Yet despite his solid glove work, Murray is known for his bat. He’s second only to Mickey Mantle for home runs as a switch-hitter, and his 3,255 hits rank him 13th all-time. If you needed a run knocked in, Murray was your man. He leads all MLB batters with 128 sacrifice flies and his RBI total places him 10th in the pantheon. This didn’t change in the postseason, either. Murray had multiple RBI in eight of nine postseason series, including the Orioles’ 1983 World Series win over Philadelphia.
7. Harmon Killebrew
For those who expect a first baseman to slug home runs and worry about the rest later, Hall of Famer Harmon Killebrew is your man. “Killer” slugged 573 HR in his 22-year career, which is fourth among first basemen and 12th among all MLB players. During his peak years playing mainly for Minnesota, he led the league in home runs six times, walks four times, and RBI three times. His MVP season in 1969 was one for the ages. At a time when pitchers had their way with batters, Killebrew posted a league-best 49 HR, 140 RBI, 145 BB, and .427 OBP. He finished in the top five of MVP voting six times altogether.
6. Willie McCovey
In 1968, widely known as the Year of the Pitcher in Major League Baseball, the game’s best took the expanded strike zone and ran with it. Bob Gibson posted a 1.12 ERA that year; Denny McLain went 31-6 (1.96 ERA) for Detroit; and Don Drysdale threw 58.2 consecutive scoreless innings. Batters were so starved for hits they were out of sorts. Amid this severe power outage, San Francisco Giants first baseman Willie McCovey hit .293 with a league-best 36 HR, 105 RBI, and .923 OPS. The following year, he hit .320 and dominated the NL with a 45 HR, 126 RBI, and 1.108 OPS.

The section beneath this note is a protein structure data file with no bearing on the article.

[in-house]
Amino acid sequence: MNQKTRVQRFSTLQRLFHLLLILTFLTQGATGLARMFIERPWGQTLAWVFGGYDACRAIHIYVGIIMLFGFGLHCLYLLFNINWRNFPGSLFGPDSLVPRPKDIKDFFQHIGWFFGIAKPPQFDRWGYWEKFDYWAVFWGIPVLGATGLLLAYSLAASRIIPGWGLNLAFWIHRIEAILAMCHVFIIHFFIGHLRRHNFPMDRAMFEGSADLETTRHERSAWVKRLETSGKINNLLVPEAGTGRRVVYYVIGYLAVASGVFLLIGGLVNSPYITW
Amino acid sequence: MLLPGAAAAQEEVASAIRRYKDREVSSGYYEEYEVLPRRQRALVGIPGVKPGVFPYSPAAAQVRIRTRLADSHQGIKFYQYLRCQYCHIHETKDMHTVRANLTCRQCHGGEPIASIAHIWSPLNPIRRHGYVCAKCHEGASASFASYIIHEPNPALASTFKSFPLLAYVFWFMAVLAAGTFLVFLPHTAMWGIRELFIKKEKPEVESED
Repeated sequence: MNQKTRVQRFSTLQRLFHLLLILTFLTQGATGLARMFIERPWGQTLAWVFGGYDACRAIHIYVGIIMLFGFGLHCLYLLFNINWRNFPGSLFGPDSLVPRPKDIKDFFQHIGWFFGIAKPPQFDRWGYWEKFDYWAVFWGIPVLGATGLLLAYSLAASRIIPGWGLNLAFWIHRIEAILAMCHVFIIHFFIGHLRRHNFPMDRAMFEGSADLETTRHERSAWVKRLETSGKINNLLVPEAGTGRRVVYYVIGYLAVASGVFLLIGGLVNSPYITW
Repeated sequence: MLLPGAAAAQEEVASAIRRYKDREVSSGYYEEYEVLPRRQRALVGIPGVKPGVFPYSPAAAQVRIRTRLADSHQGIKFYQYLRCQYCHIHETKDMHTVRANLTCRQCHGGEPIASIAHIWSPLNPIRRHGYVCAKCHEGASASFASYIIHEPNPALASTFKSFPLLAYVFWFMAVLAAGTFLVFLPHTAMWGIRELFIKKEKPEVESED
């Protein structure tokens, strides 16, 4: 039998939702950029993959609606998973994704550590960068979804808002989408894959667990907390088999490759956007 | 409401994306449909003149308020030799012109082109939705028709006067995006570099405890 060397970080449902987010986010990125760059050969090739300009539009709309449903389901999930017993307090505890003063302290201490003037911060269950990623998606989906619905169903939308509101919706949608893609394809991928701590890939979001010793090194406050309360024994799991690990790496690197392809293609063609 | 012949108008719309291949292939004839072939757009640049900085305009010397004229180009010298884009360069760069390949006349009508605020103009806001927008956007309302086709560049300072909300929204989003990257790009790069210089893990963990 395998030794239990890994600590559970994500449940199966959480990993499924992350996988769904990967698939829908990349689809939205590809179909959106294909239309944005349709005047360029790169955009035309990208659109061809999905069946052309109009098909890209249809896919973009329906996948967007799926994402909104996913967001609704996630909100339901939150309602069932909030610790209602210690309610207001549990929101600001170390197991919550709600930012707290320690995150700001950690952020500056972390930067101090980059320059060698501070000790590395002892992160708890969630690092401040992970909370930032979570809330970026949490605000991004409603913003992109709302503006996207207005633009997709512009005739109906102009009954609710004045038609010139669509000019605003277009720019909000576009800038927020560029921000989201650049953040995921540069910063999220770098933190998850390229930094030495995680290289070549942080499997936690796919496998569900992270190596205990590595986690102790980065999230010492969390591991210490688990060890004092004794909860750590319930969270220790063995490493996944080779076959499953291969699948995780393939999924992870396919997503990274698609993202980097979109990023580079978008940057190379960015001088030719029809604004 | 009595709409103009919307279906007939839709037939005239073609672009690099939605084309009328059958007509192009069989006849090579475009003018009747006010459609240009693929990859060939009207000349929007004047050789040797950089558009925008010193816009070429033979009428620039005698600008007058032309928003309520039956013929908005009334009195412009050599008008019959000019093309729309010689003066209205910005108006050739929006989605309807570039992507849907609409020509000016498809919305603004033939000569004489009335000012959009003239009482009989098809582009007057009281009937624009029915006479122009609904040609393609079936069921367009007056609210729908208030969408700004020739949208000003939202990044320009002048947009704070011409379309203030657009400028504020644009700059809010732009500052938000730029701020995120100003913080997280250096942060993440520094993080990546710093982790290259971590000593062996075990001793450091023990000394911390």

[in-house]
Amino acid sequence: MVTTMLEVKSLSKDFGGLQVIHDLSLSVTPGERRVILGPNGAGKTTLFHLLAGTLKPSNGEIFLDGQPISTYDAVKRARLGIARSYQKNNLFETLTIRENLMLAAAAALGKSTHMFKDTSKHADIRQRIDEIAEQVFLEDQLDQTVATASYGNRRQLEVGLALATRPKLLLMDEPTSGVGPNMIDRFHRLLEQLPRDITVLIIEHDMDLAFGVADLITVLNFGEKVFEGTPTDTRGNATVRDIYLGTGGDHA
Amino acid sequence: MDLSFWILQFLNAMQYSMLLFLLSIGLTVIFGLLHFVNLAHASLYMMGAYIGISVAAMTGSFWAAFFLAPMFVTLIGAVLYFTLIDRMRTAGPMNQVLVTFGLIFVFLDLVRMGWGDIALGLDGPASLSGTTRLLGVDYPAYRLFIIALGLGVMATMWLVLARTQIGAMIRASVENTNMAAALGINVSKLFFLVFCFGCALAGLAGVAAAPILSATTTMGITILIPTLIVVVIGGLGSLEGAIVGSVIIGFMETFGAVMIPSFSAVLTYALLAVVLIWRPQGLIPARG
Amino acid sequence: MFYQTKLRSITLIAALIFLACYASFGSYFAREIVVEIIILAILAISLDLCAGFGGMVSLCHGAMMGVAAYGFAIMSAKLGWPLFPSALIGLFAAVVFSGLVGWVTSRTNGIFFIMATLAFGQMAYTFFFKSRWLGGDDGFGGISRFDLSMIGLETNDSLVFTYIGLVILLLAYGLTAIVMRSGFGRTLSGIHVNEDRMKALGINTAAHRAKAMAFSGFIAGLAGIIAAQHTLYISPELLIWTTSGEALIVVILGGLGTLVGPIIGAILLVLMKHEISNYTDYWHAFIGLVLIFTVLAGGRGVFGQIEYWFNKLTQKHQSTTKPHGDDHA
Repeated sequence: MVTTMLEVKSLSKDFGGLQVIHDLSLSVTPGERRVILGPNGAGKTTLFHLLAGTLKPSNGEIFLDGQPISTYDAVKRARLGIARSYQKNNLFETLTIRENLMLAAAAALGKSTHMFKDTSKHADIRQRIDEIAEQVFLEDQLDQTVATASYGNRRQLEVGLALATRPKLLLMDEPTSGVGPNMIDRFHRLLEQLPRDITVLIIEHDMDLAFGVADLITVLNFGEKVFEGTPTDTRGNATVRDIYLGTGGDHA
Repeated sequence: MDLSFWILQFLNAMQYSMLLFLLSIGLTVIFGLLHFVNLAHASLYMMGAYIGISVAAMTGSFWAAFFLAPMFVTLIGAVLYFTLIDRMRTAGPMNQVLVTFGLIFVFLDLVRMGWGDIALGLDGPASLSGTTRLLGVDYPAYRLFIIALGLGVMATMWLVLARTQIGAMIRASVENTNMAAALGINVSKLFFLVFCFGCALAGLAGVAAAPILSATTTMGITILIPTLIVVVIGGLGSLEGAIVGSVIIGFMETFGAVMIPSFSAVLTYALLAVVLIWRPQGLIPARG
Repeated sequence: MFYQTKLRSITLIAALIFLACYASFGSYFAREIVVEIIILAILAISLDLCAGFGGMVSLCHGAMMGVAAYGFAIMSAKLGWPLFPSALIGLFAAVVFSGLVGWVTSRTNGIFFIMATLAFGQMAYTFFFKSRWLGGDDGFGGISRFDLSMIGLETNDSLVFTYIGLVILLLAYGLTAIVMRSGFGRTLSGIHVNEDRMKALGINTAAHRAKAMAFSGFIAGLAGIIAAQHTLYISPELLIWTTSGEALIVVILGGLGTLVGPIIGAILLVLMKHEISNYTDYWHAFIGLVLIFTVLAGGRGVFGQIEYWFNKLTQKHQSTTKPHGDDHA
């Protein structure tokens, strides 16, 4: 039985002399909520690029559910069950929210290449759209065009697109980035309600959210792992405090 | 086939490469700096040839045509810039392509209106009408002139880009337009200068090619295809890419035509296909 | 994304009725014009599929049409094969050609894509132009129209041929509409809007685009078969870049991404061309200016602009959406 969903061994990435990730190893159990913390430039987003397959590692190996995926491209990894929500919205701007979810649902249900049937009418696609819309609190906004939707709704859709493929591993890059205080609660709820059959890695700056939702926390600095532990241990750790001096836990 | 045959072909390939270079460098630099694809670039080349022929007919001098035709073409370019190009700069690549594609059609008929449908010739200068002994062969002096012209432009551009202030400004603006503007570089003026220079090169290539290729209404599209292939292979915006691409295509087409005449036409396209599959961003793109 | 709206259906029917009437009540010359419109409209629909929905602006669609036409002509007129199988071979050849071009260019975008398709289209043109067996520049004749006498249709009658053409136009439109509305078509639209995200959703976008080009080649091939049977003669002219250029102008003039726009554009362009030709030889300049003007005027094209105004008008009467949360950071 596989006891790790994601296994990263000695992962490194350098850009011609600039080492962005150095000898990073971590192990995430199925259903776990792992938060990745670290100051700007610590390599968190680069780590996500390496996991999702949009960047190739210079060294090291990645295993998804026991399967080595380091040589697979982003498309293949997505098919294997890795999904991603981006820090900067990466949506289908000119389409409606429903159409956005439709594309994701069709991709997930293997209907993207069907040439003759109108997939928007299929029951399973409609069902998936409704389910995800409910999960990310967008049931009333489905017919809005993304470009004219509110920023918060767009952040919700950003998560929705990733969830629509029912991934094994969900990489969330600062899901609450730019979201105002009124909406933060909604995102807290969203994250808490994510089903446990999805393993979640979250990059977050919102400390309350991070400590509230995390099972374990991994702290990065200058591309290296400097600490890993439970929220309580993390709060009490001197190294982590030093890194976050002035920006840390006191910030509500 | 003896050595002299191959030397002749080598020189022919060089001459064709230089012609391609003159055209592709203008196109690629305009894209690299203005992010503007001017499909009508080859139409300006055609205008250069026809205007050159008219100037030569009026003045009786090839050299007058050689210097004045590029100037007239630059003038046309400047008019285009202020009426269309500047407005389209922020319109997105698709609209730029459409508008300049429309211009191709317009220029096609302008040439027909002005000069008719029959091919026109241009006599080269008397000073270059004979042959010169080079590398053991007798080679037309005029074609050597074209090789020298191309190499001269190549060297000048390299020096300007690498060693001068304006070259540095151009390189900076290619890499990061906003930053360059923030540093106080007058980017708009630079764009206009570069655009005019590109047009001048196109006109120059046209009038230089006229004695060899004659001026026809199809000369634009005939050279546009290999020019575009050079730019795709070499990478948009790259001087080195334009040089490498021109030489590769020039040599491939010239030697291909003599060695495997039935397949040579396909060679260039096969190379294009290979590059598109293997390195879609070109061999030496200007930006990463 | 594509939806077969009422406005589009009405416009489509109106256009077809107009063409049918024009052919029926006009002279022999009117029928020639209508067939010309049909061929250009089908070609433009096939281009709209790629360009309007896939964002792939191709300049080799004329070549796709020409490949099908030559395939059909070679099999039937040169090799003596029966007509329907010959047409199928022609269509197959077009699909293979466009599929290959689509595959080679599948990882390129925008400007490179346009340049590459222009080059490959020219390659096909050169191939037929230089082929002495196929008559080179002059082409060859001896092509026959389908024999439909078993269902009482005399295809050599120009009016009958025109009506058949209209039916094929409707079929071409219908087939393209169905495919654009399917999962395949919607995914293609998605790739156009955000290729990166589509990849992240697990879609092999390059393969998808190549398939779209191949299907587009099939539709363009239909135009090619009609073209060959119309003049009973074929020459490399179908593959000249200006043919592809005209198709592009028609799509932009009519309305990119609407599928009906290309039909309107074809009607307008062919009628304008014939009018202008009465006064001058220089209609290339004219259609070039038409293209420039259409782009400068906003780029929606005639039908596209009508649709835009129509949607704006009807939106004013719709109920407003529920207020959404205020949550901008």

At a time when pitchers chewed up and spat out hitters for fun, McCovey led MLB with 45 intentional walks. He won the 1969 MVP for that performance, and modern fans can only wonder what type of numbers “Stretch” would have put up in, say, 1998. As his career stands, the six-time All-Star and 1959 Rookie of the Year still ranks among the best for those convincing peak years. He posted 521 HR, 1,555 RBI, and a .889 OPS over 22 seasons. Though he never got a World Series ring, McCovey hit .310 (1.101 OPS) with 3 HR and 7 RBI in eight postseason games.
5. Frank Thomas
Imagine a pitcher facing Hall of Famer Frank Thomas in his prime. “The Big Hurt” stood a towering 6-foot-5 and weighed in at 240 pounds. Beyond the obvious power — he ended with 521 HR, 495 doubles, and 1,704 RBI — Thomas was a master of taking walks when a pitcher avoided the issue. This explains how he led the league in free passes four times and on-base percentage four times. He ended with a gaudy .419 OBP.
Unlike many power hitters of today’s game, Thomas balanced his total power attack with a high average, ending with a .301 mark. In his two MVP seasons for Chicago (1993 and 1994), the Big Hurt put up consecutive seven-win seasons and launched his Hall of Fame career in earnest. Despite the fear he inspired in pitchers, Thomas was one of the friendliest guys on the field. His trademark smile was nearly as powerful as his mighty swings.
4. Cap Anson
When The Simpsons tycoon Montgomery Burns wanted to draft a group of ringers for his nuclear power plant’s softball team, he demanded Smithers get Cap Anson. (Smithers gently informed his boss Anson had been dead for the better part of a century.) Anson, who starred for the Chicago White Stockings in the 1880s, did some things on the baseball diamond that leap off the stat page.